There’s a nest of hornets under my deck. They come back every year. This year, they nested right near the water spigot that I use to water my back gardens.
I’ve been gingerly turning on the water, moving slowly so as not to alarm, as they go in and out of the lattice work that blocks off the ugly under-deck.
Until two days ago. This past weekend Andy was working on the deck and got stung. He kept working there, assembling the beginnings of our pergola, but he told me “don’t make any loud banging noises!”
The dogs also got stung by nosing around near the nest.
The next day, as I stepped in gingerly to turn on the water, a small army of hornet guards flew forcefully out. I stepped back. Then I tried again. The next round of guards flew out at me.
Okay, okay. I got the message. I asked Andy what he thought we should do. He thought we should wait until the end of the season then take down the nest. I need to admit, I was starting to think “exterminator.” But I quickly dismissed that thought because I don’t want chemicals sprayed at my house (could they take it down another way?) and I did some research and found out hornets are predators for a lot of harmful pests in my garden.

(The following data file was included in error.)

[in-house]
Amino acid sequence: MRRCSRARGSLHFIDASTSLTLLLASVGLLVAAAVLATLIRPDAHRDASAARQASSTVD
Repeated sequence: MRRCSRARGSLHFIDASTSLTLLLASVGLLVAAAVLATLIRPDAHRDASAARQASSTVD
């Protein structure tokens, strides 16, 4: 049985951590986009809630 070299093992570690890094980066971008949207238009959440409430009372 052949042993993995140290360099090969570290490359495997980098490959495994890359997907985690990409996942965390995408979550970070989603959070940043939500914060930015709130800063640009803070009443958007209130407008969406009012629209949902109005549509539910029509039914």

So I figured I’d run a hose from the front of the house, through the garage, to the back. It’s only for another month, really, that I’ll need to water. Only before I did that, I decided to try late night and very early morning watering. That has seemed to work. The hornets are either in for the night or lazily flying in and out of the latticework as they used to.
We’ll warn anybody who is visiting about the nest. But we won’t try to take it down. Humans can live with nature instead of destroying it. We can use our brains to be resourceful and figure out how to deal with a less-than-ideal-for-us natural occurrence.
The hornets love it under our deck. Sure, I wish they’d nest elsewhere. But if that’s not to be, I welcome them to our home.